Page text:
So he's missing, and Carlos Jacott is a big absentee, too.  But they've got so many others, including star and co-writer Chris Reed, Lauren Katz, John Lehr, Rae Dawn Chong, Dean Cameron, producer Joel Kastleberg (or Castleberg, as it's alternatively spelled in the movie credits) and even Peter Bogdanovich.  They're all enthusiastic and have a lot of great memories and love for the film, and they get into everything from the film's origins to its disowning.  It gets a little repetitive - every participant tells us this film was shot in just six days about five times each - but fans are going to get some very satisfying answers to this film's mysteries as well as insights into the characters and plot points (there are many theories for whatever happened to Felix before).  It's great because I never expected to see any kind of special feature for this long-neglected feature, but it's also pretty great even by the standards of any retrospective on a beloved film.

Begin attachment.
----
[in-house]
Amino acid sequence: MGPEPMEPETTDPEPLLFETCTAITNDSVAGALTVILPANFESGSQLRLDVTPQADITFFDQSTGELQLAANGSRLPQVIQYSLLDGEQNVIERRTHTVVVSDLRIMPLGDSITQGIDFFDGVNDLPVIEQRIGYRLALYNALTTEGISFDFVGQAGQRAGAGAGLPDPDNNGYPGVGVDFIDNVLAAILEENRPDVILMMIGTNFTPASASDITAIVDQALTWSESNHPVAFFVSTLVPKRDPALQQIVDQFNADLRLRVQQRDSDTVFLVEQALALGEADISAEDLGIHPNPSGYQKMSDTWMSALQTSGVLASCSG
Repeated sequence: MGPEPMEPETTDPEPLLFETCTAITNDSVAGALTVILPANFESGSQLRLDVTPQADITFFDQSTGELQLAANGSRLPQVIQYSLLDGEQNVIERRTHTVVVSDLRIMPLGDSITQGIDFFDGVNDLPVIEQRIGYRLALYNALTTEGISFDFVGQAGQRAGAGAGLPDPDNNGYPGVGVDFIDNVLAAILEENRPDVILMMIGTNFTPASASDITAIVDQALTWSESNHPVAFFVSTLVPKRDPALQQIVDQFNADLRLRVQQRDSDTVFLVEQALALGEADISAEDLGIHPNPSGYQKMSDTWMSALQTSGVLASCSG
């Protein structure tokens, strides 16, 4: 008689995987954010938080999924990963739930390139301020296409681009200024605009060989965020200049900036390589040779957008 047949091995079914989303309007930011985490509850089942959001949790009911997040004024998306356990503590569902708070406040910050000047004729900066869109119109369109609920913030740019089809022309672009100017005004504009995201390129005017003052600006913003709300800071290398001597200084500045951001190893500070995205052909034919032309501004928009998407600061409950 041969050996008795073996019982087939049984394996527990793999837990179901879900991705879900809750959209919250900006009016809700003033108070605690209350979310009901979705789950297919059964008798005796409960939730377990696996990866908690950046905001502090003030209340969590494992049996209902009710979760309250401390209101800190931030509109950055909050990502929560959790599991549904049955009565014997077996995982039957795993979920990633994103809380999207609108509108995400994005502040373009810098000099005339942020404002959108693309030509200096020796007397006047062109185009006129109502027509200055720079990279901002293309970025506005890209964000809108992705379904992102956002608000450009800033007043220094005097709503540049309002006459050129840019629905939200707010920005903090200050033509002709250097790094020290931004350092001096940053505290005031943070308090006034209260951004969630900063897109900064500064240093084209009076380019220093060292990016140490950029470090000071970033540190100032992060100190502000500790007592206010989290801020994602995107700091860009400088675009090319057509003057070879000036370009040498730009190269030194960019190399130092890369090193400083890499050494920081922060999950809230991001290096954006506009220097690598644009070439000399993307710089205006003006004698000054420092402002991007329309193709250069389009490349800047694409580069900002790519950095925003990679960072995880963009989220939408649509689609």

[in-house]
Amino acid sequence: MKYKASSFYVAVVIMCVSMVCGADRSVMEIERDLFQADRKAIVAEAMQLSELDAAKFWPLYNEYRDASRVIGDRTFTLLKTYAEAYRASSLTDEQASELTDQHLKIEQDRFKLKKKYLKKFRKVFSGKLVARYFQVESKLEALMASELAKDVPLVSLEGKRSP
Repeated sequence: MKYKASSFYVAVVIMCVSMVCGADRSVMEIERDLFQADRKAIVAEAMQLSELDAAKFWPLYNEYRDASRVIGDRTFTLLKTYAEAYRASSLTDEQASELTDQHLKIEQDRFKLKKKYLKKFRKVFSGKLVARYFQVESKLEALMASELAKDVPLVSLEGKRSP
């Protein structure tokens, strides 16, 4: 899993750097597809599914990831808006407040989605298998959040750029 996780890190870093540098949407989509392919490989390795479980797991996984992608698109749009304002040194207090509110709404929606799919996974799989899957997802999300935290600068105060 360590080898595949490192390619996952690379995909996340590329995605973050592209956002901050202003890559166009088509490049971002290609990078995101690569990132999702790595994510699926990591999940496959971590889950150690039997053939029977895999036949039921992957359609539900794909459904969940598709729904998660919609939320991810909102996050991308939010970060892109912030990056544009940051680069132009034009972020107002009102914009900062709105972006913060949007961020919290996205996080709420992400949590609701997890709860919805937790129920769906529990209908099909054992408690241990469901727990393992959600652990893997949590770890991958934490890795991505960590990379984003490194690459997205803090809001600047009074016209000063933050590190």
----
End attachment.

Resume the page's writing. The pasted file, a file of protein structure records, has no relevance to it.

I hope this film has enough fans to make this release pay off for MVD, because it feels like they went all out just for me.  And I guess that guy from the AV Club.  But while Highball doesn't pack the dramatic heft of Marriage Story or the cinematic gloss of The Meyerowitz Stories, and at a few points crosses the line into being too silly (seriously, can anyone out there justify Catherine Kellner's role in this film?), it's still really funny, expertly played, and even a little touching.  We should all make films as good as the ones this guy disowns.

*Seriously, Paramount Presents needs to give us a 4k restoration of Margot At the Wedding.

No comments:

Post a Comment